British Columbia

B.C. orders restaurants, bars and stores to stop liquor sales at 8 p.m. on New Year's Eve

Health officials have confirmed another 485 cases of COVID-19 across British Columbia and 11 more deaths. Provincial Health Officer Dr. Bonnie Henry announced Wednesday that 379 people are in hospital, including 77 who are in intensive care.

Sale of alcohol can resume at 9 a.m. on New Year's Day, Dr. Bonnie Henry says

A lineup outside of a B.C. Liquor Store in Vancouver on March 20, 2020, shortly after the first sweeping health orders to combat the COVID-19 pandemic were announced. (Ben Nelms/CBC)

B.C. is ordering restaurants, bars, and stores to stop the sale of alcohol after 8 p.m. PT on New Year's Eve, in a bid to prevent a spike in COVID-19 cases after the last day of the year.

Restaurants are able to continue meal service after 8 p.m., and the sale of alcohol can resume at all retailers at 9 a.m. on Jan. 1.

Provincial Health Officer Dr. Bonnie Henry and Health Minister Adrian Dix made the announcement on Wednesday, saying that poor decision-making about following COVID-19 rules is "often fuelled by people indulging too much in alcohol." 

"We've had concerns that get-togethers over the holidays will lead to increased transmission. We've had low testing rates, we think because people are reluctant to be tested over the holidays," said Henry.

"We are concerned leading into New Year's Eve, particularly in resort communities, places where we see parties develop."

Henry said that generally restaurants in B.C. have successfully implemented COVID-19 safety protocols, and that people gathering for dinner in a restaurant with members of their immediate household is not a concern.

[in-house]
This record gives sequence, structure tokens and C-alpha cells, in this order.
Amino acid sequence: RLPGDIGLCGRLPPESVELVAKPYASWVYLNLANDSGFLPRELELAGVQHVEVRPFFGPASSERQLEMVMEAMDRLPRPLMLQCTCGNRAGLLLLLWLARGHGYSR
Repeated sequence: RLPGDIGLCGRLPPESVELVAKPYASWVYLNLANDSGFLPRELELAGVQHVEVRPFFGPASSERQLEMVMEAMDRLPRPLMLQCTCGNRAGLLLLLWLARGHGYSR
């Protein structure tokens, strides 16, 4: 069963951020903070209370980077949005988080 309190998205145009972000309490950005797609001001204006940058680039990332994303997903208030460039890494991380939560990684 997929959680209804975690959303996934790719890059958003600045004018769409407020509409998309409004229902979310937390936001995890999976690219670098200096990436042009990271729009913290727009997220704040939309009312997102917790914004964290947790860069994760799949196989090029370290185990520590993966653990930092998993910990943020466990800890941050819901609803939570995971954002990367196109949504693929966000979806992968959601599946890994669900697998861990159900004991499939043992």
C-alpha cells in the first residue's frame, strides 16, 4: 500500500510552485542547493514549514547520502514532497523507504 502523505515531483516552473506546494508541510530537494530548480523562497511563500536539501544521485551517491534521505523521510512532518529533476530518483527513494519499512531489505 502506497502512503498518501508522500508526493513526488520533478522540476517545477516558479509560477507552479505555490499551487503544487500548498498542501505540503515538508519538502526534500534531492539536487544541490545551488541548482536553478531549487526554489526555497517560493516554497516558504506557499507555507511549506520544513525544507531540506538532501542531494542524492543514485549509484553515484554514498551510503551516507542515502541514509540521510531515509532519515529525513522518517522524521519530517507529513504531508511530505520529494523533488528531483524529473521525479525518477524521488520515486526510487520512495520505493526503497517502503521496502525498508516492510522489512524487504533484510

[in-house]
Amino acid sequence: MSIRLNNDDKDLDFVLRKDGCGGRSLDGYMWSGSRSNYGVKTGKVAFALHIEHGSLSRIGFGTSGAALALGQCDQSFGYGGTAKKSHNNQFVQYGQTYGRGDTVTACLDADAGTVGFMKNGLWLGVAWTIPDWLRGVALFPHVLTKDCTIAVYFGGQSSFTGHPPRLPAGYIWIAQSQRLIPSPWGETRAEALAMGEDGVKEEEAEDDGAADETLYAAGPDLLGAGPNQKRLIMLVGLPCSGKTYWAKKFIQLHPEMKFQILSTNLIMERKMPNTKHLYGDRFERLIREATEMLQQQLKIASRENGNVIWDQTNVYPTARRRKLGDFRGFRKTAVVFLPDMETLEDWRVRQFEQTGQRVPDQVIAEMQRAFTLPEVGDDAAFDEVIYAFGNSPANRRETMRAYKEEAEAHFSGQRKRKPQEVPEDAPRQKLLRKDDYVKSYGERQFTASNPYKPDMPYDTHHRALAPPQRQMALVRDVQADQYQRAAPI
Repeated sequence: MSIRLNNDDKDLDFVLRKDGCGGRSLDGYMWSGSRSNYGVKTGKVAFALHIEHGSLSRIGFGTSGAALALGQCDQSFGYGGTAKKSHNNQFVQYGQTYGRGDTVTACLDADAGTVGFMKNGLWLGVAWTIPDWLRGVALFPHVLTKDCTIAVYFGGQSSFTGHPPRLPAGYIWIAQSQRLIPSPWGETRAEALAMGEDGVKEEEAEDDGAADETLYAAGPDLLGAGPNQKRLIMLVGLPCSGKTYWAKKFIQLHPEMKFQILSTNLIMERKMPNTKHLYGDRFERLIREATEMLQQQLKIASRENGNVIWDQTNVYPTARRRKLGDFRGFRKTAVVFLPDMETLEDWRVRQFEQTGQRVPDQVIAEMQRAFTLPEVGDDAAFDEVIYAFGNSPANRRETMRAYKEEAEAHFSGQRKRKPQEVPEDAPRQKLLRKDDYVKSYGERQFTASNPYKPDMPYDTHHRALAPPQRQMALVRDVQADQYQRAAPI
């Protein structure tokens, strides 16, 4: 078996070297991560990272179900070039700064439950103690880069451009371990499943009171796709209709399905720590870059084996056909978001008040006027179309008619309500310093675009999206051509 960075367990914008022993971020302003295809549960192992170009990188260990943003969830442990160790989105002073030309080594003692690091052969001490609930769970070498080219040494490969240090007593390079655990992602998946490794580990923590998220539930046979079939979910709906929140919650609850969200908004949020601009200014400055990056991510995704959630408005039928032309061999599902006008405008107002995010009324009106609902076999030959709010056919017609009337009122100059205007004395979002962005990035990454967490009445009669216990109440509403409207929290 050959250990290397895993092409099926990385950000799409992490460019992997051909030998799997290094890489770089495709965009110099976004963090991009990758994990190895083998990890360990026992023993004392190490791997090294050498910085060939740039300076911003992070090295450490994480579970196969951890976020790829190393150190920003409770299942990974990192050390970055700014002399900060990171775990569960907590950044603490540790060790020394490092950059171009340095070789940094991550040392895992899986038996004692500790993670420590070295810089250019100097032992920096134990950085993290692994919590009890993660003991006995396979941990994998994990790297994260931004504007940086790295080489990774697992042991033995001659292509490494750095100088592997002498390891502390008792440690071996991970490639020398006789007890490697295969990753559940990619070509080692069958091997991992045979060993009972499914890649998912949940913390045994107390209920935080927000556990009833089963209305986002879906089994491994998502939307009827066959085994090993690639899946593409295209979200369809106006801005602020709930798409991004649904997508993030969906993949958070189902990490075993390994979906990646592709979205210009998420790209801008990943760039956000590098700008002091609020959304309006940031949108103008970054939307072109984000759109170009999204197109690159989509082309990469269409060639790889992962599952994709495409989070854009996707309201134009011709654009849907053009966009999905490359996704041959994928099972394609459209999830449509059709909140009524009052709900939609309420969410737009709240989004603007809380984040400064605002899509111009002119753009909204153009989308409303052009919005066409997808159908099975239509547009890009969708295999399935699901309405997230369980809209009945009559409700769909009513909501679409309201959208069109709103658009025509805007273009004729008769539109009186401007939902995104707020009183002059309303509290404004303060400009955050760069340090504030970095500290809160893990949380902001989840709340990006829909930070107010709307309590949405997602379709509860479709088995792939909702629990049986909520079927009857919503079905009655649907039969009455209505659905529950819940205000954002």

"I'm comfortable with people dining out at restaurants that have a strong plan," she said.

"What we're concerned about is people who want to stay later and consume alcohol and put people in a situation where they're putting staff and themselves at risk."

485 new cases of COVID-19 confirmed in B.C.

Henry also confirmed another 485 cases of COVID-19 across British Columbia and 11 more deaths. There are currently 7,551 active cases in the province, of which 379 people are in hospital, including 77 who are in intensive care.

She also confirmed that Moderna vaccines have now arrived in 10 isolated and high-risk communities throughout B.C.

A total of 14,027 people in B.C. have received one dose of immunization so far.

Earlier Wednesday, Interior Health confirmed the number of COVID-19 cases linked to the community cluster at Big White ski resort had risen to 111.

Provincial case numbers provided Tuesday, which covered a five-day reporting period, were the lowest the province has seen since early November. The figures were in line with the downward trend B.C. has seen since regional restrictions on events and social gatherings took effect across the province late last month.

However, officials conducted about 50 per cent fewer tests over that five-day period compared to the same period the week before. That means fewer tests over the holidays might be the driver of the low case count trend.

Current restrictions are in effect until Jan. 8, meaning rules must be followed on New Year's Eve.

On Wednesday the federal government announced that air passengers entering Canada will soon need to provide proof of a negative COVID-19 test before arriving in the country.

Under the new protocol, travellers must receive a negative polymerase chain reaction (PCR) test within a 72-hour period prior to boarding a plane. Intergovernmental Affairs Minister Dominic LeBlanc said he expects the new rule will be in force within a week.

The measure does not replace the federal government's mandatory 14-day quarantine period.


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